So, to be unafraid to own that on tape was very freeing for me in the studio, to the point that I actually felt bad for Nick, who has kids and has known me for years — he's kind of like a cousin. When we were recording the vocals, he stopped the tape and was like, "Um, is that what you've always said?" I told him yeah, and he was like [in a sheepish tone] "All right, let's just continue ... I feel a little uncomfortable, but it's OK."
It's based on a true story. I had a lot of fun with a man and a woman a few years ago, on this amazing tour overseas. It was one of these situations where I was going to another country the next day, and I was never going to see this woman again, so it was just this freeing moment: Anything goes. The first lyric of the song, "I think we should make out," comes from my icebreaker. I remember getting up for my flight the next day. I flipped the sign on the hotel room to "Do Not Disturb," and was like: "Ah, I should write that down." [Laughs]
I ended up writing most of the lyrics on the plane not really knowing where it was going to land, but I'm glad that we did it. It's truly one of my favorite songs on the record, because you know what it's about without there being any profanity. I don't know how they're going to take this one on the radio. [Laughs] Like, are they going to bleep out some things, or leave it be? I'm excited for that.
IN ADDITION TO SEX, THIS ALBUM DEALS LARGELY WITH ADDICTION IN BOTH LIGHTHEARTED AND SERIOUS CONTEXTS — MOST NOTABLY ON "SKULLS," "KILLING OURSELVES TO LIVE" AND "PAINKILLER."
I think that, metaphorically, we're addressing the addictions not only on a personal level — but also just the state of the world we're in. It's not just specifically drugs, although we do know a lot of people that are struggling with that right now, it's the addiction to negativity, to being plugged-in. There's all of these things that are going on in the world today that I think just leech themselves into their record. A lot of these lyrics weren't necessarily intentional. The goal of this record, from the beginning, was just to kind of chase whatever got us excited, and to see that through. We were recording the album as we were writing it, so all of the feelings were really fresh, whether they came from what's going on in the world, or our own personal lives.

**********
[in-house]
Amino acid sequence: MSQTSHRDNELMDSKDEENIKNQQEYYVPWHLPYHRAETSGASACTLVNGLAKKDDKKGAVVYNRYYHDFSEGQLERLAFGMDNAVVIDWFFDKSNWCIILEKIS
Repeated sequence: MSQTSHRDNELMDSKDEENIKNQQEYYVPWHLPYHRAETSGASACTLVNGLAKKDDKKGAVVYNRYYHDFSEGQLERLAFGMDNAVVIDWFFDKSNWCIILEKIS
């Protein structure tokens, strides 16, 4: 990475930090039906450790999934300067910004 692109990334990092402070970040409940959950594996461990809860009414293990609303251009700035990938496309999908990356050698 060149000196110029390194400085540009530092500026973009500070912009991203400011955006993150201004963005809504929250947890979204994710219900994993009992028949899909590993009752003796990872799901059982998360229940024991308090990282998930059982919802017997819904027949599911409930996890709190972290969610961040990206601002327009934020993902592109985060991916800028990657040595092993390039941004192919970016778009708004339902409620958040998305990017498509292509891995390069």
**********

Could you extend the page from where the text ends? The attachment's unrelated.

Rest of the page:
YOUR RANGE AND TONE ON "PAINKILLER" IS SOMEWHAT REMINISCENT OF ROB HALFORD, WHOSE BAND JUDAS PRIEST HAVE A SONG OF THE SAME NAME. COINCIDENCE?
[Laughs] You know what's funny? I was worried about that! I love "Painkiller," it's one of my favorite songs by Judas Priest! I wrote this song with Scott Stevens from the Exies, who gave it the title. It's a very on-the-surface song, with reference to both sex and how — this is going to sound really cheesy — I tend to get bummed for no reason if I haven't played a show in a while. In a lot of ways, the live show becomes your drug of choice. But yeah, it's so funny how people will see this and be like "Oh, it's a Judas Priest cover!" [Laughs] They'll either be so disappointed, or they'll like it, I'm not sure.
"CONFLICTED" BOASTS SEVERAL ADDITIONAL CO-WRITERS FROM OUTSIDE THE METAL WORLD, MOST NOTABLY TEEN-POP IDOL CHARLIE PUTH. HOW'D THAT ONE COME TOGETHER?
That one was the most difficult one to figure out. It's the only one that came from an outside idea. We went to New York City to meet with our label, and our A&R guy told us that these three kids had come up with a chorus for a song, an unfinished half-idea that they didn't know what to do with. I've been in the songwriting circuit, as well. I've been in a couple writing camps where there are seven top writers or whatever, and they're writing songs for a young girl or a young guy that are coming up, and they're kind of nuts.
So he gave us the demo and asked us if we'd finish the song. It was too rock for the pop kids, but too pop for what we were doing. At the time, I figured it probably wouldn't be for us. It didn't sound like anything we'd naturally do. I ended up adding more parts to it, re-wrote the verses and bridge, etc., and sent it back [to the label]. Everybody loved it ... So I took it to the guys, and we put some riffs in there. We recorded the song, like, nine different times. We did the last version two days before the album was mastered.
When it was all said and done, the credits went between myself, my guitar player, the three kids, their managers, because they're connected in some way to the three kids — just a total mess. We found out later that [Charlie Puth] had a connection. I think it was the title. I was like, "Whatever. It's out there and let's just deal with it." Usually all of our records, the idea are very organic and it's coming from us as a four-piece, so "Conflicted" was a very strange song to do. That's why it's chaos. [Laughs]